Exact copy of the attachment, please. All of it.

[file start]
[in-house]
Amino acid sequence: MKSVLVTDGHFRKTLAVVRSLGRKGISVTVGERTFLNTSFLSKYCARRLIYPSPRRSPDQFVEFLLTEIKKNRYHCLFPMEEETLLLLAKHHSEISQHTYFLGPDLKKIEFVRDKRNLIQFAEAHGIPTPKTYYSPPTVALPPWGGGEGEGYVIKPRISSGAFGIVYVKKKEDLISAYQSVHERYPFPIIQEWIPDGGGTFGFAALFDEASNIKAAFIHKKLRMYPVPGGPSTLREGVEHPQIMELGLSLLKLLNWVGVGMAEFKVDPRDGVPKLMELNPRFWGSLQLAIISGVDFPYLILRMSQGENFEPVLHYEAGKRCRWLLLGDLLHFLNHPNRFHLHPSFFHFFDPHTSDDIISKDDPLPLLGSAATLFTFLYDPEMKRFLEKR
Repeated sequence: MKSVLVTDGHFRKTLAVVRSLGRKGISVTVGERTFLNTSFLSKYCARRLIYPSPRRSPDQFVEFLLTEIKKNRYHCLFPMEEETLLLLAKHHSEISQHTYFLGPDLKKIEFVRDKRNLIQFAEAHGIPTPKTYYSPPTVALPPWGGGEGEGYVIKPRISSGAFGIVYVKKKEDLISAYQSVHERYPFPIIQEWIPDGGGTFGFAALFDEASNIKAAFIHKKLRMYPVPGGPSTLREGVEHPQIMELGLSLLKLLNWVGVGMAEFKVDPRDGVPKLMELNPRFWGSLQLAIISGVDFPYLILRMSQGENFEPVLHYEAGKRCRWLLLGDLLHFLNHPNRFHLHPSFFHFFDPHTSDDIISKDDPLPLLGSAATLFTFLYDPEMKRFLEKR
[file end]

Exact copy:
[in-house]
Amino acid sequence: MKSVLVTDGHFRKTLAVVRSLGRKGISVTVGERTFLNTSFLSKYCARRLIYPSPRRSPDQFVEFLLTEIKKNRYHCLFPMEEETLLLLAKHHSEISQHTYFLGPDLKKIEFVRDKRNLIQFAEAHGIPTPKTYYSPPTVALPPWGGGEGEGYVIKPRISSGAFGIVYVKKKEDLISAYQSVHERYPFPIIQEWIPDGGGTFGFAALFDEASNIKAAFIHKKLRMYPVPGGPSTLREGVEHPQIMELGLSLLKLLNWVGVGMAEFKVDPRDGVPKLMELNPRFWGSLQLAIISGVDFPYLILRMSQGENFEPVLHYEAGKRCRWLLLGDLLHFLNHPNRFHLHPSFFHFFDPHTSDDIISKDDPLPLLGSAATLFTFLYDPEMKRFLEKR
Repeated sequence: MKSVLVTDGHFRKTLAVVRSLGRKGISVTVGERTFLNTSFLSKYCARRLIYPSPRRSPDQFVEFLLTEIKKNRYHCLFPMEEETLLLLAKHHSEISQHTYFLGPDLKKIEFVRDKRNLIQFAEAHGIPTPKTYYSPPTVALPPWGGGEGEGYVIKPRISSGAFGIVYVKKKEDLISAYQSVHERYPFPIIQEWIPDGGGTFGFAALFDEASNIKAAFIHKKLRMYPVPGGPSTLREGVEHPQIMELGLSLLKLLNWVGVGMAEFKVDPRDGVPKLMELNPRFWGSLQLAIISGVDFPYLILRMSQGENFEPVLHYEAGKRCRWLLLGDLLHFLNHPNRFHLHPSFFHFFDPHTSDDIISKDDPLPLLGSAATLFTFLYDPEMKRFLEKR